Before the films (586 total as an actor or director). Before the featured performances. Before the tours and the books and the national radio shows. Before “Lisa Ann” ever existed—I was a basketball fan. 

I grew up that way, catching my first NBA Game in 1983 at the Spectrum in Philadelphia. It was the 76ers—Dr. J, Moses Malone, and Maurice Cheeks the year they swept the Lakers to win a championship for Philly. The pace, the skill, the teamwork—basketball was love at first sight.

The game made me competitive, kept me in shape, and gave me something to follow while traveling. Later in life, basketball would keep me in check while I was on the road as a Feature Entertainer. I mastered syncing my travel schedule with the NBA schedule so I could go to games and experience arenas all over the U.S. Cheering beside fans in their team’s home stadium birthed instant connections with the cities I visited. To this day, I can and will watch at least one game a day—every day—during the NBA regular season. Come playoff time I am a total shut in.  So it's safe to say my one true love is the NBA and the romance is still very much alive.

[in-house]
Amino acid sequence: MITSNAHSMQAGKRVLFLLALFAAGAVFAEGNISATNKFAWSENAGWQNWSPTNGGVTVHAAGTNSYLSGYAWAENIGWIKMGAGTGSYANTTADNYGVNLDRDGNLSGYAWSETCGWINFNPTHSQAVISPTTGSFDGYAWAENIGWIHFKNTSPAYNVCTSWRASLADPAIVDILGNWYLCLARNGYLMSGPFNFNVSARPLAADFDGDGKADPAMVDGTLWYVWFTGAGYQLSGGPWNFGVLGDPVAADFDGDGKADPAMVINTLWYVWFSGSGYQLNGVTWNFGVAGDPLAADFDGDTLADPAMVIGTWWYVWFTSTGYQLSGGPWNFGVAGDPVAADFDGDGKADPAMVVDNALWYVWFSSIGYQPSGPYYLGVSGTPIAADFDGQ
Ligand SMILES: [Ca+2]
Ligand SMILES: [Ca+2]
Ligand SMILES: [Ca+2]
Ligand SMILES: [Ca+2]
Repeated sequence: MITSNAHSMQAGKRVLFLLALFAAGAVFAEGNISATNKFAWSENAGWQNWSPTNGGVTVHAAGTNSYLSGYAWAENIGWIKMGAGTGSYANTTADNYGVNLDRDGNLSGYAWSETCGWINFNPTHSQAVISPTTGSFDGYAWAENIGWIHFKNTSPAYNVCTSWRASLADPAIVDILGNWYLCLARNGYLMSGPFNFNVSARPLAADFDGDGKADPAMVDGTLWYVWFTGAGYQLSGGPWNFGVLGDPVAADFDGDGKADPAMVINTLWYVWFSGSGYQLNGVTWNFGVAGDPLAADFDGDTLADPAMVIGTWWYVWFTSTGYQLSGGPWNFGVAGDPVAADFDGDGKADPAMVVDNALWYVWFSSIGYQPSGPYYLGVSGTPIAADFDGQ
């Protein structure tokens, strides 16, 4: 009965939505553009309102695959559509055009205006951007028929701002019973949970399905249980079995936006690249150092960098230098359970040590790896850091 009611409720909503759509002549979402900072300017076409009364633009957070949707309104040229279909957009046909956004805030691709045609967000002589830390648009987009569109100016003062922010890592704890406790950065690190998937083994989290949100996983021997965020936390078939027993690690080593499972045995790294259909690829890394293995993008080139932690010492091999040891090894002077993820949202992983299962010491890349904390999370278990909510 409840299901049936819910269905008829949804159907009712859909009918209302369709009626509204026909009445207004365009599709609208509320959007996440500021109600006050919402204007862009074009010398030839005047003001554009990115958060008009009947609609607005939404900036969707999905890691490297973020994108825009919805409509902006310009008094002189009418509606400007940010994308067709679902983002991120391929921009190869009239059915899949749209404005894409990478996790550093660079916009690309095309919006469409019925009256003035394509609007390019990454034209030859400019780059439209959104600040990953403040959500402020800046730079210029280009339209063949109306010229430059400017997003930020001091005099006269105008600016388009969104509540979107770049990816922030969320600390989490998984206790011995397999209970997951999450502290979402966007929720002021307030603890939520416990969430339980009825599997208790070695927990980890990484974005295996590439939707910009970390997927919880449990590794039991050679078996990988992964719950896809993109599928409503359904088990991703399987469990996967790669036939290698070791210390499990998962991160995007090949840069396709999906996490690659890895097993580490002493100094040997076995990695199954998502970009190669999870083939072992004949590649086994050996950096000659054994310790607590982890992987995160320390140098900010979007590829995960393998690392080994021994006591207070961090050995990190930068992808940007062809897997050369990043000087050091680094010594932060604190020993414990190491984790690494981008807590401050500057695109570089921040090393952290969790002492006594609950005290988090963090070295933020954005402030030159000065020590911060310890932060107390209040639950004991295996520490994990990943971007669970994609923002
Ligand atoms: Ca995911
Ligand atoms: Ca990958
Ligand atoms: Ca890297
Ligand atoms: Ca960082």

Twenty-five years ago, I decided to become more than just a fan. Having seen first-hand the dangers NBA players face on a daily basis, I felt it was my social responsibility to help these young men navigate their newfound fame and wealth. I decided to mentor young players, to take them under my wing and teach them what they needed to know in order to not get hustled by “friends” and women out to take what they have. 

That began 25 years ago. Today, I am ready to drop a Shaq-sized bomb on you: Basketball players are just people!

Why do I say that? Well, if any of the unfortunate incidents involving NBA players that we regularly see on the news happened to you, would you want millions of Americans to immediately react with blame and judgment? NO! As a matter of fact, you might just want some empathy from a public that understands very little about you and your situation. 

So that is exactly what I am asking you to have for professional basketball players you may see involved in off-court “incidents”—empathy.